A man with an elephant’s head; a woman with several pairs of arms; a blue-skinned cowherd playing a flute.
These images are recognizable as Hindu deities, but they are frequently used in secular contexts by non-Hindu artists to decorate everything from walls to toilet seats and socks.
Professor of South Asian religions Tanisha Ramachandran will discuss the interpretation of the Hindu image at 2 p.m. today in the Hall of Philosophy. Her lecture is titled “Idol, Art, Murti: The Multiple Identities of Hindu Images.”
“If we see the image we can interpret, and we see the act of interpretation as a simple case of assigning meaning, especially in cross-cultural situations, we become aware of the risk of not understanding what we are seeing,” Ramachandran said. “So when we look at the Hindu image, especially in the Western context, what are we looking at? What is informing what we’re seeing?”
Ramachandran said she became interested in religious imagery because, while religion informs much of how individuals understand the world, it can also create misunderstandings between cultures. However, art and imagery can also act as a form of communication. With religious dialogues, it’s easier to start with images, she said.
“I like to think that every cartoon is another pebble on one side of the scales,” he said. “I think each cartoon affects the general debate in a small way. In any case, while I can’t say that I can point to an instance where I changed the world, I feel like I’ve been a healthy part of the process.”
This contribution is aided by the unique perspective that cartoons provide, Toles said.
“So much of [political] commentary is either direct narrative commentary, either reporting or analysis or some combination of those and opinion,” he said. “That model of discussion is well covered and well represented. Cartooning is just another way of looking at the same material. The more ways you can look at something and think about it, the better off you are being able to understand it.“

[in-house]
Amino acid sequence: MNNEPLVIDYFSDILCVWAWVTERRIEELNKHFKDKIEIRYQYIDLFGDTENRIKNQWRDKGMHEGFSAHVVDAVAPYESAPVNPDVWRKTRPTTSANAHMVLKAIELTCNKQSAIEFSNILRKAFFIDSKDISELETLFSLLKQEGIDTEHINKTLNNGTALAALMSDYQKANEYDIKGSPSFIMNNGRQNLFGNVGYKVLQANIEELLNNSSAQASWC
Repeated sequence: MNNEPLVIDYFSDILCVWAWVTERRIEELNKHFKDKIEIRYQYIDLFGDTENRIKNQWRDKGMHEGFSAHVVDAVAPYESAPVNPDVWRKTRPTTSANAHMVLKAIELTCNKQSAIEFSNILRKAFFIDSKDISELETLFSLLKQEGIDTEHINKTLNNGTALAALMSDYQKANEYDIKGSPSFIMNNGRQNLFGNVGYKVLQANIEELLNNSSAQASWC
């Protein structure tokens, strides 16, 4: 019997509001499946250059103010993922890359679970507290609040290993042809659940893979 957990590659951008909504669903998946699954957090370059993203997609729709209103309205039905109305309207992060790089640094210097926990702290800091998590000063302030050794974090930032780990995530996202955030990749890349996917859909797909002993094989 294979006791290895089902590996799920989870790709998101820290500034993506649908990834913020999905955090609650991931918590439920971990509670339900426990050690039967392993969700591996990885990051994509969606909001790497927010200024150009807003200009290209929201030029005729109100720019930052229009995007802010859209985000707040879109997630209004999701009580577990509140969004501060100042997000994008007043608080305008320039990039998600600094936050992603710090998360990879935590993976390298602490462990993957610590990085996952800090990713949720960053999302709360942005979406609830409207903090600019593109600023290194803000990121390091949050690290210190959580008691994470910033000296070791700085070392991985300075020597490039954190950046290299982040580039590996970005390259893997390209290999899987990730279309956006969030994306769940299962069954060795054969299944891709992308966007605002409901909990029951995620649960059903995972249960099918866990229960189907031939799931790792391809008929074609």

Though Toles has been sharing his commentary with a much larger audience since joining the Post, he said that perspective on his work has not changed.
“Whether it’s a large audience or a small audience, I’ve always known that there are going to be people that agree with the overall thought of the cartoon and people that very much disagree with me,” Toles said. “When you work for newspaper, unlike giving a talk, you don’t really see the response. It’s almost like putting a note in a bottle and sending it out there. You just have to wonder who will see it, what they will think of it. It could be just one person, but the effort and the intentionality doesn’t change. I still feel like I’m more or less talking from one person to one person.”